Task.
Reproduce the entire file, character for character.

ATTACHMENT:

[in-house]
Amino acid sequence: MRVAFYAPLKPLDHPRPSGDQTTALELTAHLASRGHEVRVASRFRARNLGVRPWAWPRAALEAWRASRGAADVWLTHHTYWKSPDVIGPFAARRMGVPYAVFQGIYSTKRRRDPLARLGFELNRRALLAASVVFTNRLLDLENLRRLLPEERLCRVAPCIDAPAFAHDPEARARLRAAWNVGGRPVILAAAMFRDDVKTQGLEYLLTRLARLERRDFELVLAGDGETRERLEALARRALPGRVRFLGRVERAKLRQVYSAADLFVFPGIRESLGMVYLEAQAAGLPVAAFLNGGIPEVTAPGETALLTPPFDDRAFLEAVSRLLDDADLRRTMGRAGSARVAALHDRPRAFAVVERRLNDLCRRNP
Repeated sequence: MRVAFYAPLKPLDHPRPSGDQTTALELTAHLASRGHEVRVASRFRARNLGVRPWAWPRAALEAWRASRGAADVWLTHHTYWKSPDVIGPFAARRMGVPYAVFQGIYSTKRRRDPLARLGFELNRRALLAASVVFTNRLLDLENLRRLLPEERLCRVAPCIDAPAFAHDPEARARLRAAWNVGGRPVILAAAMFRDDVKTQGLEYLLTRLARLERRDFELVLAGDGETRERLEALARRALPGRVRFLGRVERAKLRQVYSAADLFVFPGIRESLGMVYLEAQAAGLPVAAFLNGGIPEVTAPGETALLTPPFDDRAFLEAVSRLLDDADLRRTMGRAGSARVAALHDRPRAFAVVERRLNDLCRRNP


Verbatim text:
[in-house]
Amino acid sequence: MRVAFYAPLKPLDHPRPSGDQTTALELTAHLASRGHEVRVASRFRARNLGVRPWAWPRAALEAWRASRGAADVWLTHHTYWKSPDVIGPFAARRMGVPYAVFQGIYSTKRRRDPLARLGFELNRRALLAASVVFTNRLLDLENLRRLLPEERLCRVAPCIDAPAFAHDPEARARLRAAWNVGGRPVILAAAMFRDDVKTQGLEYLLTRLARLERRDFELVLAGDGETRERLEALARRALPGRVRFLGRVERAKLRQVYSAADLFVFPGIRESLGMVYLEAQAAGLPVAAFLNGGIPEVTAPGETALLTPPFDDRAFLEAVSRLLDDADLRRTMGRAGSARVAALHDRPRAFAVVERRLNDLCRRNP
Repeated sequence: MRVAFYAPLKPLDHPRPSGDQTTALELTAHLASRGHEVRVASRFRARNLGVRPWAWPRAALEAWRASRGAADVWLTHHTYWKSPDVIGPFAARRMGVPYAVFQGIYSTKRRRDPLARLGFELNRRALLAASVVFTNRLLDLENLRRLLPEERLCRVAPCIDAPAFAHDPEARARLRAAWNVGGRPVILAAAMFRDDVKTQGLEYLLTRLARLERRDFELVLAGDGETRERLEALARRALPGRVRFLGRVERAKLRQVYSAADLFVFPGIRESLGMVYLEAQAAGLPVAAFLNGGIPEVTAPGETALLTPPFDDRAFLEAVSRLLDDADLRRTMGRAGSARVAALHDRPRAFAVVERRLNDLCRRNP